Once you’ve radio’d the Company Office to tell them that the crew are on board, you turn your attention to programming the FMC, because that will provide numbers to FS2Crew that it will use elsewhere. The FO then appears, and if he reports any external faults, you have to radio Maintenance to get them to have a look. The Flight Attendant will then ask you to test the Intercom. If you press the “Intercom” button on the regular ATR communications panel, it brings up the Public Announcement panel, which lets you make all sorts of announcements to the passengers.
You then tell the Company Office that you are ready to load passengers. Shortly after, you are passed the Load Sheet. You can actually “sign” this in the appropriate spot, assuming that you set up your name in the Flight 1 ATR Configuration Manager!
Shortly after, your FO passes you the Fw2crew Data Card, with the real weather conditions, and takeoff speeds that you need to “bug” onto the Airspeed Indicator.
If you want to know how long you have to departure, all you need to do is look at the captain’s watch, that’ll tell you. You’ll also be doing the Final Cockpit Preparation Checklist at this time. Like all such checklists, you respond to your FO by pressing one of two keys that you’ve already assigned in advance. Where there are real values to be read back by either party, FS2Crew inserts these into the dialogue.
There is, unlike the PMDGno clicking on the screen, and the whole process is much more smooth and natural. Now things really get really busy.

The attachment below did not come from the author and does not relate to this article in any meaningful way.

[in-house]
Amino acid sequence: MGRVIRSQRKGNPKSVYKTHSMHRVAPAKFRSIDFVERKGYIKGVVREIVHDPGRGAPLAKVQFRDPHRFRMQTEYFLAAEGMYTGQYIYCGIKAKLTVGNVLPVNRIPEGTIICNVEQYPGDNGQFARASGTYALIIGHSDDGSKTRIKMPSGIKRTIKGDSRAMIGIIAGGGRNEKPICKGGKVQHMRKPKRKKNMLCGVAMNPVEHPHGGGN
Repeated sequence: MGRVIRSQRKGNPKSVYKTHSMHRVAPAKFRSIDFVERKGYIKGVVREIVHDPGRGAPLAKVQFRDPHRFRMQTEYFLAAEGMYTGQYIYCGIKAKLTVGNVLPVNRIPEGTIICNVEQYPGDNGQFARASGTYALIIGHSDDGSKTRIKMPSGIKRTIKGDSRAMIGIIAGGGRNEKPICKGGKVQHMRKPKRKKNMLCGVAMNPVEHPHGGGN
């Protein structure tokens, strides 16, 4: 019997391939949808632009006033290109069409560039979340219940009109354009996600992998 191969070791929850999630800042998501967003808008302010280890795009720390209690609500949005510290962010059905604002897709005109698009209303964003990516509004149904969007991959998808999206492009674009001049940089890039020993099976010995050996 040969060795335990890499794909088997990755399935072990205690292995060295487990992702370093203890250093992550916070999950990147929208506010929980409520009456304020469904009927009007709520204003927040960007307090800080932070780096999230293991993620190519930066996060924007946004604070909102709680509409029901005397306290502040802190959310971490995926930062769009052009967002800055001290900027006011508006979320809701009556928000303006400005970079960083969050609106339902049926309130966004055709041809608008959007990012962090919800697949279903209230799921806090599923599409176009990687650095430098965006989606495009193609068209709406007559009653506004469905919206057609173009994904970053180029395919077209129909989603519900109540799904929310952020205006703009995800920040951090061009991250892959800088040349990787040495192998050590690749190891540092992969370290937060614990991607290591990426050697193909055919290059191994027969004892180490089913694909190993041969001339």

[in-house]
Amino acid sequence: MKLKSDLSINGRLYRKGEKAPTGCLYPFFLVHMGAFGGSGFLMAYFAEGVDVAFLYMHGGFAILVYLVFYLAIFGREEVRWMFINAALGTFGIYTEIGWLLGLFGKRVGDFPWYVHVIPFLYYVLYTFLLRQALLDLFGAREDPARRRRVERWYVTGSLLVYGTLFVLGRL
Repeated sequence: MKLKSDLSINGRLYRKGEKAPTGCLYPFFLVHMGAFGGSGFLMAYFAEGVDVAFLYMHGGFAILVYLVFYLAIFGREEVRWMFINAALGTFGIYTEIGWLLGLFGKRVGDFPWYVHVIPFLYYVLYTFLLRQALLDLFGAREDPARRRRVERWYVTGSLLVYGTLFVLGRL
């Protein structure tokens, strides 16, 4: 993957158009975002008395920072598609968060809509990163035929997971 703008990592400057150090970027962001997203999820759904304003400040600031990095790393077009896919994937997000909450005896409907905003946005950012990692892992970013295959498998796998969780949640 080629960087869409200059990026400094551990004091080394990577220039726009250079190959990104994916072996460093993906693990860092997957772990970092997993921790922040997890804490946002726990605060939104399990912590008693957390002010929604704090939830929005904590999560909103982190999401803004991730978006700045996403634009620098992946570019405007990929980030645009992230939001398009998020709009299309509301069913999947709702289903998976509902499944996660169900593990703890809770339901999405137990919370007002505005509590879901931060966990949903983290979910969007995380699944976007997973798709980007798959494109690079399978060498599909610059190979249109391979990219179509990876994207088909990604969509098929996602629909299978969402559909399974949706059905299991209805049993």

The right engine is started, in Hotel mode engine running but propeller not turningso that the aircraft is providing its own power. In a short while you’ll be informed fs2cre all passengers are loaded, and you’re ready for the right engine to start turning its propeller, and to start the left engine.
There are all sorts of interactions at this point, as you call out the various stages of engine ignition. Finally you’re ready to taxi, and it’s assumed that, being a turbo-prop, you won’t be doing a pushback. As I said earlier, it takes some practice to stay ahead of events, but if you’ve got this far without a nervous breakdown, it does get easier thereafter.
Taxing and lining up involves more checklists, that are handled in the same way. Now you’re ready for take-off. At 70 knots, you regain control of the mxnual. Following rotation, there is the gear to be lifted, flaps to be raised, autopilot to be set, power management, lights and bleeds to be set. It’s a very busy time for both pilots, but the sequence of activities can be managed with simple keystrokes, once you know what to expect and what’s going to happen each time, and this does take some practice.
When you’re in the cruise, you can call for a cup of coffee, and perhaps enjoy a bit of canned chit-chat with your fellow pilot. Descent and the approach brings more checklists and things to do. Once you’re on the final approach, the workload maanual for both of you, setting radios, autopilot settings, flaps, etc, and more checklists involving one or both of you. Close to the runway, the FO calls out the height above the runway and, something I particularly appreciated, your pitch-up angle, to avoid any noisy and embarrassing tail-strike.